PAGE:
Commercials that show the benefits of using the product are likely to be ignored because consumers expect it. The message becomes cliche. If the advertiser shows how the consumer is transformed by using the product, consumers become skeptical. Telling viewers they will become young and adventurous by drinking a soft drink lacks credibility. It is wishful thinking, but unrealistic. The ad is tossed aside.
But show these same product benefits in an extreme, unrealistic way and the advertisement is likely to be more memorable. The message sinks in. That is the goal of the Extreme Consequence Tool. This tool creates ads that show the absurd result of using the product. Over exaggeration of the promise is viewed as clever and credible versus traditional exaggeration.
The tool is one of eight patterns embedded in most innovative commercials. Jacob Goldenberg and his colleagues describe these simple, well-defined design structures in their book, “Cracking the Ad Code,” and provide a step-by-step approach to using them. The tools are:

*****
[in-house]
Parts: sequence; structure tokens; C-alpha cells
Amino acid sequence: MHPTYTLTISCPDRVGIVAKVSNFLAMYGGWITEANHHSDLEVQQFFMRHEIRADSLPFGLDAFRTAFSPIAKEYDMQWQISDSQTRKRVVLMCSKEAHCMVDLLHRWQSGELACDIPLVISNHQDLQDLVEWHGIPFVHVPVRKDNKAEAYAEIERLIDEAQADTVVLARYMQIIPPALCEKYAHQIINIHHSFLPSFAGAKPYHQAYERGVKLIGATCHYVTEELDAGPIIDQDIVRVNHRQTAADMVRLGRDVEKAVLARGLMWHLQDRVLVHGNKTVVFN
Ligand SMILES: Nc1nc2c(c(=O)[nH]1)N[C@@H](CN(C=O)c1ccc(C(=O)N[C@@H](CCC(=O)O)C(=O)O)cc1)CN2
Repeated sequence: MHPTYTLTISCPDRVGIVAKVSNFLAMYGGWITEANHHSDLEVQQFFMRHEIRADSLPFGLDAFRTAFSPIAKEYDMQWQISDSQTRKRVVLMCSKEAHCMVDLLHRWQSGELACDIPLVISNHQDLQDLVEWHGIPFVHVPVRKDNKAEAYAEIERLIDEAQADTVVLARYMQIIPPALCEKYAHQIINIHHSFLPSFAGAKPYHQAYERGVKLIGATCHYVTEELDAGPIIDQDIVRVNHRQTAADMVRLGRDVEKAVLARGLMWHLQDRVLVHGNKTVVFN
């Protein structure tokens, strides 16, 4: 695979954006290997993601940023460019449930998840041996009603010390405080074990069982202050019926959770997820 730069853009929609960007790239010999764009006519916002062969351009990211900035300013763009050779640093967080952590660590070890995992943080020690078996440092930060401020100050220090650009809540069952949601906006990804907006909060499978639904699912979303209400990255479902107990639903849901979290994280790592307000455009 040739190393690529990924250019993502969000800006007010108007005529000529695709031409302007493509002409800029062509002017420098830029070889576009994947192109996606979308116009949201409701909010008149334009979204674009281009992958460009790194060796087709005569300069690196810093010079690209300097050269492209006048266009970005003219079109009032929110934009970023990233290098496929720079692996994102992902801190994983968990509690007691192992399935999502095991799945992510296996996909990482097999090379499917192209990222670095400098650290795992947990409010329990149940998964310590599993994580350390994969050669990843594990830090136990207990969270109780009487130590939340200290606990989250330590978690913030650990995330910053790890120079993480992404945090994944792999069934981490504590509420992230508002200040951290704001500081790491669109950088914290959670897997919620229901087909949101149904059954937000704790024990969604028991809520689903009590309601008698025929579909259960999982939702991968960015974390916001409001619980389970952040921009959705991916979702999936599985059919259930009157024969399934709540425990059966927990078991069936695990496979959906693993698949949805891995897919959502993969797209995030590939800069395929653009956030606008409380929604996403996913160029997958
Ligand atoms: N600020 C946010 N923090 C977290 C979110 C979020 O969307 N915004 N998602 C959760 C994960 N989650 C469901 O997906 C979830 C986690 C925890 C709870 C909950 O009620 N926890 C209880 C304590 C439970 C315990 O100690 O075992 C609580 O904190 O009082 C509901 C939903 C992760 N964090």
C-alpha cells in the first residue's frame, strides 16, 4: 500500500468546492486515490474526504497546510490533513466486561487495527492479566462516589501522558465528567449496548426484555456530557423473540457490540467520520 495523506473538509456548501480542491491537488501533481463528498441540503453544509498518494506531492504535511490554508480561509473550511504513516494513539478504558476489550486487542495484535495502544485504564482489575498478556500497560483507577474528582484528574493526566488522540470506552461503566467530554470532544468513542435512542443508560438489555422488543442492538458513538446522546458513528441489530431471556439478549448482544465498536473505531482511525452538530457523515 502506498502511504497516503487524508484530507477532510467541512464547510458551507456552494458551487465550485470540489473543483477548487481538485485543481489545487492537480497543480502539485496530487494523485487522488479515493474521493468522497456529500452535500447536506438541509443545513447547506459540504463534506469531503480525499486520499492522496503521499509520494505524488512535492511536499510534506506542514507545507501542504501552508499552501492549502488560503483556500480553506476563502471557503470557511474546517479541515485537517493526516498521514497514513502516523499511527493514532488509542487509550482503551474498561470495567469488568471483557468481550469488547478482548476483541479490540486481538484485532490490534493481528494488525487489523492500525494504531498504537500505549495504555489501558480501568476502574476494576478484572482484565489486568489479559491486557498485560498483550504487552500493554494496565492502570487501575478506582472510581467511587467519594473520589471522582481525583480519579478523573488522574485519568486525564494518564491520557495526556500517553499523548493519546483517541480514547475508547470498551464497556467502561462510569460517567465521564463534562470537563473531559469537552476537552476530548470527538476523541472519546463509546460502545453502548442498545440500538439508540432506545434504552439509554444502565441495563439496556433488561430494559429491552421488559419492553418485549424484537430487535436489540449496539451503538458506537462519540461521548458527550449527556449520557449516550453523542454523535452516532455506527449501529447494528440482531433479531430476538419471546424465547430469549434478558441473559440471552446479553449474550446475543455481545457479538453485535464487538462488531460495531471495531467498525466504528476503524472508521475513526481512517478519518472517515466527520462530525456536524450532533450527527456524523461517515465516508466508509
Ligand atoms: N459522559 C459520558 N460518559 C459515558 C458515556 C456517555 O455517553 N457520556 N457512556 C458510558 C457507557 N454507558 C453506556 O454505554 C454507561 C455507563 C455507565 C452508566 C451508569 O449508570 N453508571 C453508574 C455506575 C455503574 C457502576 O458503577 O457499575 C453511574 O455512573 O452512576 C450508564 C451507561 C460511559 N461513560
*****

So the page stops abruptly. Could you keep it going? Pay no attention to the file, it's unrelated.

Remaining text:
5. Extreme Consequence
6. Absurd Alternative
8. Extreme Effort
Here is an example from Mercedes Benz.
The Extreme Consequence tool is particularly useful when applied to a secondary, minor benefit of the product. Viewers already know what the core benefit is, so when they see a secondary benefit conveyed in an exaggerated, extreme way, they are amused. They accept the core promise, and they see the secondary benefit in an new, positive light. The ad stands out.
To use the tool:
1. Choose an outstanding positive attribute or characteristic of the brand, product or service.
2. Formulate the benefits coming from the positive attributes of the product
3. Think of scenarios where the benefit leads to a negative, problematic, or unexpected result. Try to make sure the situation is really absurd.
This Wunderbra print ad is a classic, and it demonstrates the Extreme Consequence tool very well. Here, we see the secondary benefit stand out, in an extreme way: